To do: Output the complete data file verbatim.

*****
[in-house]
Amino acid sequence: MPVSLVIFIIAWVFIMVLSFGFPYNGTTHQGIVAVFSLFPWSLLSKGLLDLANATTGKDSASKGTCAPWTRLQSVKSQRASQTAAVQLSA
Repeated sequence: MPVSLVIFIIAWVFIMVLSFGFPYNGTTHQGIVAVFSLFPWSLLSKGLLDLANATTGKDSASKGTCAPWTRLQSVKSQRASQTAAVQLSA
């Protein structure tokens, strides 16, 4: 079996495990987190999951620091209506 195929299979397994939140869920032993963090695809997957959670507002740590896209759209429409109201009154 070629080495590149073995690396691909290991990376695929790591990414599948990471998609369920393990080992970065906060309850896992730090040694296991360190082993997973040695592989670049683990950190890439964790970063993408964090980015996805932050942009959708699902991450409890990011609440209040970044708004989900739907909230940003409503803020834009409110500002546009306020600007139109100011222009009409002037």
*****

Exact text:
[in-house]
Amino acid sequence: MPVSLVIFIIAWVFIMVLSFGFPYNGTTHQGIVAVFSLFPWSLLSKGLLDLANATTGKDSASKGTCAPWTRLQSVKSQRASQTAAVQLSA
Repeated sequence: MPVSLVIFIIAWVFIMVLSFGFPYNGTTHQGIVAVFSLFPWSLLSKGLLDLANATTGKDSASKGTCAPWTRLQSVKSQRASQTAAVQLSA
């Protein structure tokens, strides 16, 4: 079996495990987190999951620091209506 195929299979397994939140869920032993963090695809997957959670507002740590896209759209429409109201009154 070629080495590149073995690396691909290991990376695929790591990414599948990471998609369920393990080992970065906060309850896992730090040694296991360190082993997973040695592989670049683990950190890439964790970063993408964090980015996805932050942009959708699902991450409890990011609440209040970044708004989900739907909230940003409503803020834009409110500002546009306020600007139109100011222009009409002037």